You’ve made a lot of great games. Is there anything specific that you would like to make a sequel of? You, personally, regardless of how crazy that possibility might be.
I’d love to make a sequel of Alpha Protocol. It’s a great game; that’s a game that was hugely inspired in some parts, and kind of mediocre in other parts. And I think that getting to do that again… well, no one else has really done it, maybe Deus Ex kind of, I guess… but no-one’s really done that modern spy RPG, partly because it was really hard, and I think other people figured that out. It’s too bad because we were kind of getting there with Alpha Protocol, and if we just got a chance to do it again, I think Alpha Protocol 2 would be amazing.
You mentioned that the team now consists of over 220 employees. How is the entire team divided between all the projects?
The majority of people works on Armored Warfare, then the tablet game is a small team, then Tyranny takes the next chunk and then the stuff we look into with Eternity II takes another chunk. And there’s also a few people working on ideas for our next thing.
What I’ve noticed is that contrary to other developers, you talk quite openly about any issues you have. How come that happens?
I don’t know, I think it’s our style. I’m all about acknowledging mistakes and moving on from them. I think that sometimes we maybe share too much. Some people have come to me and said: “Well, you’re making a lot of excuses for everything” and I’m like: “What do you mean? I don’t make excuses. I screwed this up, I screwed that up, we screwed up a lot of stuff”. But they say that it sounds like we’re excusing it all, like we did all of these mistakes but we don’t care. No, that’s not our intention, that’s not what we mean. So sometimes I wonder if maybe we share a little too much. I see other studios making a really good job of just not sharing anything, and sometimes I think that helps them… so I don’t know. But I prefer it that we acknowledge these things and move on from them. And if there are things I can share that will prevent people from making the same mistake, then it’s cool too.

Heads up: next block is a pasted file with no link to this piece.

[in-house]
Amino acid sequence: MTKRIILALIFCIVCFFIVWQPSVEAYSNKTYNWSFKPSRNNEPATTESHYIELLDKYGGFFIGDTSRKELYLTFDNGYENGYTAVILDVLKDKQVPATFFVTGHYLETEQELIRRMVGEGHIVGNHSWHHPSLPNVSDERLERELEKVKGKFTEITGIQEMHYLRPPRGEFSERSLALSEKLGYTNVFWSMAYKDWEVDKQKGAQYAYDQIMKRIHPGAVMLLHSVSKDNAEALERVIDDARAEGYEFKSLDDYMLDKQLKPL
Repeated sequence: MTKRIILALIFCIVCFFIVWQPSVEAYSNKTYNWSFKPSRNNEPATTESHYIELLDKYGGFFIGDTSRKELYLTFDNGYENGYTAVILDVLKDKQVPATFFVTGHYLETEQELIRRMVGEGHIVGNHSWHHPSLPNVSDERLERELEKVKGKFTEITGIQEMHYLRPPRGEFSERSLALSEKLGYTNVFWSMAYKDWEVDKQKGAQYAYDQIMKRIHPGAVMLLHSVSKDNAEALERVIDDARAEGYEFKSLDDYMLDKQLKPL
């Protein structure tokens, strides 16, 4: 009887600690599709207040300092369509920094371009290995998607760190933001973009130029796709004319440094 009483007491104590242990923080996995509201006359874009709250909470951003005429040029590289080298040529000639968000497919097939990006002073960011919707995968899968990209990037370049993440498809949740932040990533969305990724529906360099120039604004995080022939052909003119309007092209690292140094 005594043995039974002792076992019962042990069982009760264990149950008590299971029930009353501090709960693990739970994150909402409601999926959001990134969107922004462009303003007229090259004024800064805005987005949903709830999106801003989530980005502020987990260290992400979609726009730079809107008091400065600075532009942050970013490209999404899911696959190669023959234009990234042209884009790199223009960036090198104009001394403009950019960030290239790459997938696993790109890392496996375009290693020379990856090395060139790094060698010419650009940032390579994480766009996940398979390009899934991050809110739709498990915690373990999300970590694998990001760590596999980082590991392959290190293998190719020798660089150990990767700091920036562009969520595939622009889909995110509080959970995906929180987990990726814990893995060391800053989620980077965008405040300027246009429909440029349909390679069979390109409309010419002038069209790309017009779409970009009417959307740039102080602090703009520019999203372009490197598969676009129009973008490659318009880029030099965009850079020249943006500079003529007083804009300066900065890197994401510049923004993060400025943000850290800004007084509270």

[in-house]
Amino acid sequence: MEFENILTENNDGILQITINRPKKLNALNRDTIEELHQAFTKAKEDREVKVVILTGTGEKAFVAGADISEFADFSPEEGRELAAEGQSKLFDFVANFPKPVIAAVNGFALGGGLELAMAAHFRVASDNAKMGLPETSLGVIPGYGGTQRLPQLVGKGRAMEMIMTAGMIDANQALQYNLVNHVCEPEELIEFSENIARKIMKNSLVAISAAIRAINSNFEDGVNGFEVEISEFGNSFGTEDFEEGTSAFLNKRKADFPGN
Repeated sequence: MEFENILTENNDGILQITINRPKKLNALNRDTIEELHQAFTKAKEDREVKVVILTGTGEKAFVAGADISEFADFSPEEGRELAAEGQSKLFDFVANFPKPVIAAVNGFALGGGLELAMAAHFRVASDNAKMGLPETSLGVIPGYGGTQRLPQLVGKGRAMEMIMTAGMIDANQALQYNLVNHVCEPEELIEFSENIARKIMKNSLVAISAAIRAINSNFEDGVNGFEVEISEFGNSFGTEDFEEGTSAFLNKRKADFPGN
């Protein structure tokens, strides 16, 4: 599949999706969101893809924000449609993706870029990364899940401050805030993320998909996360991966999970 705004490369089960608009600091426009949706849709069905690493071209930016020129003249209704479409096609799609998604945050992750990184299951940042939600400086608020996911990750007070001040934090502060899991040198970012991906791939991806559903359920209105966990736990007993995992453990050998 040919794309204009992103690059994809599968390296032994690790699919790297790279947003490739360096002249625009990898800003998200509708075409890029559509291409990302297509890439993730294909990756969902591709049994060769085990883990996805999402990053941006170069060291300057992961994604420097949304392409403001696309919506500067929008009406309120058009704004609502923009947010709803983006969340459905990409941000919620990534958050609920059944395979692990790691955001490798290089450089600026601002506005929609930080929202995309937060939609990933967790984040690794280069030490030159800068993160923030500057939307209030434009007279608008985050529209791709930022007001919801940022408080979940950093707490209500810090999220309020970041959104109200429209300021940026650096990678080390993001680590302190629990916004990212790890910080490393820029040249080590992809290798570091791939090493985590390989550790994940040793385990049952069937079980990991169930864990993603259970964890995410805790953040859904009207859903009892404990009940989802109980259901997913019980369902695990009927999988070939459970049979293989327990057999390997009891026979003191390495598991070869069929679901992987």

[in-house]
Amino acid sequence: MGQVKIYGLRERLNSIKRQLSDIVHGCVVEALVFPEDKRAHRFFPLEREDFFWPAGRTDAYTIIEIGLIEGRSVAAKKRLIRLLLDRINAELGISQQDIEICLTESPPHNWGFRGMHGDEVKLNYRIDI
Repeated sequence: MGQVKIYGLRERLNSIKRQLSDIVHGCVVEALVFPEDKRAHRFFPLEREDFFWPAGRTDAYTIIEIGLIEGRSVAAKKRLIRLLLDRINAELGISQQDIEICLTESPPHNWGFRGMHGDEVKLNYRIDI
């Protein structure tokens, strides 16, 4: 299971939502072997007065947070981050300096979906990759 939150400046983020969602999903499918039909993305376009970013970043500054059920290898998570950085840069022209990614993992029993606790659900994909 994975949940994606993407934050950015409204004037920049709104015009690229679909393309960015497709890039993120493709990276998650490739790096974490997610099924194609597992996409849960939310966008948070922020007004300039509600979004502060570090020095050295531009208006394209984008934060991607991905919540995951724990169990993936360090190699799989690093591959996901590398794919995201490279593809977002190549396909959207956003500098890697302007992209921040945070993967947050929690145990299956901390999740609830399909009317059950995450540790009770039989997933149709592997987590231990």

With all the experience you’ve gathered throughout these years, do you think there’s still a lot to do before you feel that you’ve learned it all?
Well, in your 20s you’re always moving, in your 30s you’re getting a little tired but you say to yourself: “I’ll get there”, and then in your 40s you figure out that you’re never going to get there. What I know now is that it’s never going to be easy, because if it’s easy, we’ll make it hard. If it gets too easy, we go: “So let’s put 17 more things in there! Oh, it’s hard now… why did we do that?”, but we’ll do it again the next time too. So I don’t think I’ll ever learn everything, I think it will always be hard, but that’s okay. It’s tiring sometimes, knowing that it’s always going to be hard, but it’s more of a reward if it’s hard.
But it’s still fun, right?
Yeah, it’s still fun. There are days when it is really hard, but yeah, it’s still fun.
Michael Manka | Gamepressure.com